With declining dry season flow levels in the Mara River, it is important to think about the potential impacts if the river were to ever stop flowing. The Great Ruaha River in Tanzania gives us a good opportunity look into that possible future, as it stopped flowing during the dry season in 1993. We just learned about a project in the Great Ruaha that studies the potential increases in disease transfer across humans, livestock and wildlife that are likely to occur when limited water sources shrink in size. Here's an excerpt of an article about the HALI project in the Great Ruaha River, Tanzania...
"To understand how the next disease like SARS or bird flu could arise, take a trip to the Great Ruaha River. It meanders for 300 miles through south-central Tanzania, flowing year-round from the vast Ihefu wetlands through the Ruaha National Park.
Or it used to. Starting in 1993, the river stopped running during the dry season. Some years, it's been silent for more than 100 days.
The river offers water to the safari-famous Ruaha landscape — a grassland twice the size of Vermont that's home to lions, giraffes, endangered wild dogs, and some 30,000 elephants. The river also has been a liquid life-force for groups of semi-nomadic farmers, including the Maasai, Barabaig, and Sukuma who live on the borders of the park — and have relied on the river for themselves and their prized herds of cattle.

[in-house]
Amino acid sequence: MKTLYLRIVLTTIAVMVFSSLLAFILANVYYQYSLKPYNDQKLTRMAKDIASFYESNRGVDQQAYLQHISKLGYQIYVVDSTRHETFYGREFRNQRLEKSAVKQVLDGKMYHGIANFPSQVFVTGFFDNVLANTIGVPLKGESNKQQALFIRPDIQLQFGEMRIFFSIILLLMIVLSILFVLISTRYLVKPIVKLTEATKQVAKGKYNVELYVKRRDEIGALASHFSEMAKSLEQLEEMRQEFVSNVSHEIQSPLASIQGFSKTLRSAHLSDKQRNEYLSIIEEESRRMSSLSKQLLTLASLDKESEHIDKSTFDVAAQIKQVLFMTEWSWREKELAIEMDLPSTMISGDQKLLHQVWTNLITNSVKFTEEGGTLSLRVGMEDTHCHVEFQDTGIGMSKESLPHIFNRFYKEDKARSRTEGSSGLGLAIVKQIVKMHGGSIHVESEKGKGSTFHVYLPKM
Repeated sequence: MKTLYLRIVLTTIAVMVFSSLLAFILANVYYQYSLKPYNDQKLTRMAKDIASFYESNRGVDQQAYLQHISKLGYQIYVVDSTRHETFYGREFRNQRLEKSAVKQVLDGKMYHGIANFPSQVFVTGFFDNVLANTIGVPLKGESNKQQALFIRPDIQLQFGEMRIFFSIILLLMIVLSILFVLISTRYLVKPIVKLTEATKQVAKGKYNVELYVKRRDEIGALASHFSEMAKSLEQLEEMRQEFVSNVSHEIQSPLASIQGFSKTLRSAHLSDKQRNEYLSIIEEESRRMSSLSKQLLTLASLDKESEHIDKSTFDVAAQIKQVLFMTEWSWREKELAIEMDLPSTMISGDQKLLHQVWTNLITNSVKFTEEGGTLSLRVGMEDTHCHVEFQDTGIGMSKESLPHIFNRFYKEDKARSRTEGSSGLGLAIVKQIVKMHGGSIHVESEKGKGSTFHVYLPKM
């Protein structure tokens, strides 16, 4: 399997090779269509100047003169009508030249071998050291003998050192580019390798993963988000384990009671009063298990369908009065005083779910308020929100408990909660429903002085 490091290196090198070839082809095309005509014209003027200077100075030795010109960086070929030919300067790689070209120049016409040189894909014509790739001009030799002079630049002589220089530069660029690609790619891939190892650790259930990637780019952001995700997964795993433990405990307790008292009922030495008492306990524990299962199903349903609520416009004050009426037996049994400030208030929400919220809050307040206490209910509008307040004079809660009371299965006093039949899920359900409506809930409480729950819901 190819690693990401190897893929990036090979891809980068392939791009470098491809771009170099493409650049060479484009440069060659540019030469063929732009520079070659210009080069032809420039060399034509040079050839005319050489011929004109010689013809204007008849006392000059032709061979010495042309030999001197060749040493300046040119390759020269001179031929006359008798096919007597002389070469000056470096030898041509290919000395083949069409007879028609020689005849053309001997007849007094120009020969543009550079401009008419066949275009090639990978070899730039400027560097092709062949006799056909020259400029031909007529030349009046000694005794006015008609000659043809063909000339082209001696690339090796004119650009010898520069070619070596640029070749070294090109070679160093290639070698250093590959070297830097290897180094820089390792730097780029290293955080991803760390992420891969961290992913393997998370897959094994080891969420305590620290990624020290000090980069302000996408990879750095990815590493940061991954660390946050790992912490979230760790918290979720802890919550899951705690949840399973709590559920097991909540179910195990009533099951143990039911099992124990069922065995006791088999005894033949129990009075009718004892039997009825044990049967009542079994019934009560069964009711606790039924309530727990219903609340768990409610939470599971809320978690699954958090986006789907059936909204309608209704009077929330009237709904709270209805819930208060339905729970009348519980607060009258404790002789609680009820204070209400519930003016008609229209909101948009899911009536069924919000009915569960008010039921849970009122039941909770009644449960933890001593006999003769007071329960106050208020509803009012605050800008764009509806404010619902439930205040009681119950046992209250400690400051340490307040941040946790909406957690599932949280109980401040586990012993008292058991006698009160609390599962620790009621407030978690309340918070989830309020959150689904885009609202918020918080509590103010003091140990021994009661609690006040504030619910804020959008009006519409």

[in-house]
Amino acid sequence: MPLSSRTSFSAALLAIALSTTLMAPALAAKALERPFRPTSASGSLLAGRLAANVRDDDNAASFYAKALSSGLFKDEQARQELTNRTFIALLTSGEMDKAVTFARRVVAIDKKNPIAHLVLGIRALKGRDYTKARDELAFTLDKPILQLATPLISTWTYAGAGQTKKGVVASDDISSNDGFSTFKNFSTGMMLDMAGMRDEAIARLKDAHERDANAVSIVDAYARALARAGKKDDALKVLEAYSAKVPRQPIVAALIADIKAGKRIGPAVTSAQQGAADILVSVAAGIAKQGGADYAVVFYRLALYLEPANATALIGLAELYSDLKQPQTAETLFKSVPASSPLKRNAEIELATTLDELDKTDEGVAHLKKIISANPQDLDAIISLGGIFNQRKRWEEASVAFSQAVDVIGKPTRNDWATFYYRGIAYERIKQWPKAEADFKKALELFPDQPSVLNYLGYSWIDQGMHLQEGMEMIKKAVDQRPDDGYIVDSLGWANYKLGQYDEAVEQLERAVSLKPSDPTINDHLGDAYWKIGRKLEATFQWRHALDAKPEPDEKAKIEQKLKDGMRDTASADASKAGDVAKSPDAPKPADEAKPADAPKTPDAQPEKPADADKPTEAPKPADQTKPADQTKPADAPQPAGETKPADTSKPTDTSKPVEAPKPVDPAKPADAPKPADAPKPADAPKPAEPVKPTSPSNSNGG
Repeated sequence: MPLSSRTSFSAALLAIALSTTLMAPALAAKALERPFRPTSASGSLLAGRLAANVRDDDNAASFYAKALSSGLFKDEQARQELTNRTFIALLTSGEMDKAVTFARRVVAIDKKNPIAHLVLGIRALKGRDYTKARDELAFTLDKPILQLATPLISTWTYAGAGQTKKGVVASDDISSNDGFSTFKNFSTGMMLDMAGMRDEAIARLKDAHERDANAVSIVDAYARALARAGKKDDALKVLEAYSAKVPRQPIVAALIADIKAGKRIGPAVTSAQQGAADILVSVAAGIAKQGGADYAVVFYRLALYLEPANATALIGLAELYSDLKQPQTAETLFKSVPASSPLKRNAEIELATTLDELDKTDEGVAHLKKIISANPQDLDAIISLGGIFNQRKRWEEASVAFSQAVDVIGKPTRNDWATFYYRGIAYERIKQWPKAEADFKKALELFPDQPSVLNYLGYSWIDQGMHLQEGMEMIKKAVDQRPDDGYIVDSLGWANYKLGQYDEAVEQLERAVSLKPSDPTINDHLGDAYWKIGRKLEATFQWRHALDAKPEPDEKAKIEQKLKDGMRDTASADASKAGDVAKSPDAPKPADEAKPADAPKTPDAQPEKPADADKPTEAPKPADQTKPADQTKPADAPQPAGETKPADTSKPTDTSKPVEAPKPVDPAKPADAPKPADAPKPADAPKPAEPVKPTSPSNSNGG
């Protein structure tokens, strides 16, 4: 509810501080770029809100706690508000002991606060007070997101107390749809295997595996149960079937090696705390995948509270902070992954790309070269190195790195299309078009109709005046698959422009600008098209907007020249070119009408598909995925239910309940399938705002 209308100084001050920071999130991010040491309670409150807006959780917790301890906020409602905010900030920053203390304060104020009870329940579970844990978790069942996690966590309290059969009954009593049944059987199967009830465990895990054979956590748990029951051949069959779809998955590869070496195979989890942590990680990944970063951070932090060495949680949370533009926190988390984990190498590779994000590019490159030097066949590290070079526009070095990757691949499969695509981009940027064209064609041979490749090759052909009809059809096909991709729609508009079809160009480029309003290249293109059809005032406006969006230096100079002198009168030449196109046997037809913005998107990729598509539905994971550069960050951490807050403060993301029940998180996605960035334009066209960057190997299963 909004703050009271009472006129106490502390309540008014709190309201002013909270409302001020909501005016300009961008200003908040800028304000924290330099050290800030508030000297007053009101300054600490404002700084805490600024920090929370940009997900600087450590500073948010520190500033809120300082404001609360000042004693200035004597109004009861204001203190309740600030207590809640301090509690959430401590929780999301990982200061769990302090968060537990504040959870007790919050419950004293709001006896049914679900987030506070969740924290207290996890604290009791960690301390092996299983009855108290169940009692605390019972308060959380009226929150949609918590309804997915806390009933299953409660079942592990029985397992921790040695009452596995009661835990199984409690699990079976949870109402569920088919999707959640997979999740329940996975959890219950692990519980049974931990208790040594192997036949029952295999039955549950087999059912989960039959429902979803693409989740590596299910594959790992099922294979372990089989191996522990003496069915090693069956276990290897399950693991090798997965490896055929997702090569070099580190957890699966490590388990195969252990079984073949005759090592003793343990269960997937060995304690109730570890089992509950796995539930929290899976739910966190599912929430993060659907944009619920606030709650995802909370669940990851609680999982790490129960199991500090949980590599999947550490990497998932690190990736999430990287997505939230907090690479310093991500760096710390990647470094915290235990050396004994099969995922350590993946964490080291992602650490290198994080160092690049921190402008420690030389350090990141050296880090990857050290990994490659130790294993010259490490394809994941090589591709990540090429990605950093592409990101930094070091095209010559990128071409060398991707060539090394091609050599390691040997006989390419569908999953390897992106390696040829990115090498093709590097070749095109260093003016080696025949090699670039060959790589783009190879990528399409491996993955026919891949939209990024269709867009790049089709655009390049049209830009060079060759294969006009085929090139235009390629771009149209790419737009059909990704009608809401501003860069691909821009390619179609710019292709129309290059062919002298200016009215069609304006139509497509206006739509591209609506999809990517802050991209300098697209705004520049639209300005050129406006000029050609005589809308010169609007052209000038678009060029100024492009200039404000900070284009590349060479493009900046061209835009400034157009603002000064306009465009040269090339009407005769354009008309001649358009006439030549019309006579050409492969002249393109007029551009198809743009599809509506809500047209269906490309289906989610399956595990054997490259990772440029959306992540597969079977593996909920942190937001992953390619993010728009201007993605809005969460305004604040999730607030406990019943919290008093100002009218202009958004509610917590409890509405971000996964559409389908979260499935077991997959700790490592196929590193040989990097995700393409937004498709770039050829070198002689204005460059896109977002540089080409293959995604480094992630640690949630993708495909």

With no water in the river for several months, people and animals have a hard time finding a drink. "This has created more overlap between livestock, wildlife, and people as they all go for the same dwindling water resources," says the University of Vermont's Jon Erickson.
Cattle, African buffalo, and farmers all drinking from the same pool and living in close proximity, creates a perfect opportunity for what scientists call zoonotic pathogens: diseases that can jump from animals to people, like rift valley fever and bovine tuberculosis.
Erickson, an associate professor in the Rubenstein School of Environment and Natural Resources, and his Rwandan graduate student, Michel Masozera, have been studying this problem in Tanzania since 2006.
They're leading one part of the HALI Project4— a Swahili word for "state of health" and an acronym that stands for Health for Animals and Livelihood Improvement. It's a collaborative U.S.-Tanzania research effort directed by Jonna Mazet at the University of California-Davis, funded largely by the U.S. Agency for International Development. HALI includes veterinarians, water biologists, and other researchers in California as well as at Tanzania's Sokoine University of Agriculture and the Wildlife Conservation Society. Erickson and Masozera are leading HALI's socioeconomic research through UVM's Gund Institute for Ecological Economics."